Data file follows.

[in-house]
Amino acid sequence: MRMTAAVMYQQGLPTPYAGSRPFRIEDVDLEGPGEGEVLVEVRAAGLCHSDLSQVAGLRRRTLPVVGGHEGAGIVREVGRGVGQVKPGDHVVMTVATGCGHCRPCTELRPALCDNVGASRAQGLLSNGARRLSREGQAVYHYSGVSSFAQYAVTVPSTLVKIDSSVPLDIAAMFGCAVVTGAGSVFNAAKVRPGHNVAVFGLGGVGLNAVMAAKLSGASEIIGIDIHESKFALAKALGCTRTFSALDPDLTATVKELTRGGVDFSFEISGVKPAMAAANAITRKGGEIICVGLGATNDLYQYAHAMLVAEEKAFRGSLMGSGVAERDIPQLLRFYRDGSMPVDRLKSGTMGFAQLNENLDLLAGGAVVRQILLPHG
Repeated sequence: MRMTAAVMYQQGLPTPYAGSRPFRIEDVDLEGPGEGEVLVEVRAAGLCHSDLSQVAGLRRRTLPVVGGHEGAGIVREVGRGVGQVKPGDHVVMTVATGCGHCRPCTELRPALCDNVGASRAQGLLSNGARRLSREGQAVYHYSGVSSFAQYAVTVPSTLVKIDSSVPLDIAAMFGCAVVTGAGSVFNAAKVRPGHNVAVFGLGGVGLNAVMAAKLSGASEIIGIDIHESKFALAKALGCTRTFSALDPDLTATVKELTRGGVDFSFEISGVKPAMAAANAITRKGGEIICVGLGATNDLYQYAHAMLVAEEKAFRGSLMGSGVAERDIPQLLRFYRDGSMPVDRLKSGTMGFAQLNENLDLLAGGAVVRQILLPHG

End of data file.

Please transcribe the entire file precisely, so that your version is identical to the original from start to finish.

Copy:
[in-house]
Amino acid sequence: MRMTAAVMYQQGLPTPYAGSRPFRIEDVDLEGPGEGEVLVEVRAAGLCHSDLSQVAGLRRRTLPVVGGHEGAGIVREVGRGVGQVKPGDHVVMTVATGCGHCRPCTELRPALCDNVGASRAQGLLSNGARRLSREGQAVYHYSGVSSFAQYAVTVPSTLVKIDSSVPLDIAAMFGCAVVTGAGSVFNAAKVRPGHNVAVFGLGGVGLNAVMAAKLSGASEIIGIDIHESKFALAKALGCTRTFSALDPDLTATVKELTRGGVDFSFEISGVKPAMAAANAITRKGGEIICVGLGATNDLYQYAHAMLVAEEKAFRGSLMGSGVAERDIPQLLRFYRDGSMPVDRLKSGTMGFAQLNENLDLLAGGAVVRQILLPHG
Repeated sequence: MRMTAAVMYQQGLPTPYAGSRPFRIEDVDLEGPGEGEVLVEVRAAGLCHSDLSQVAGLRRRTLPVVGGHEGAGIVREVGRGVGQVKPGDHVVMTVATGCGHCRPCTELRPALCDNVGASRAQGLLSNGARRLSREGQAVYHYSGVSSFAQYAVTVPSTLVKIDSSVPLDIAAMFGCAVVTGAGSVFNAAKVRPGHNVAVFGLGGVGLNAVMAAKLSGASEIIGIDIHESKFALAKALGCTRTFSALDPDLTATVKELTRGGVDFSFEISGVKPAMAAANAITRKGGEIICVGLGATNDLYQYAHAMLVAEEKAFRGSLMGSGVAERDIPQLLRFYRDGSMPVDRLKSGTMGFAQLNENLDLLAGGAVVRQILLPHG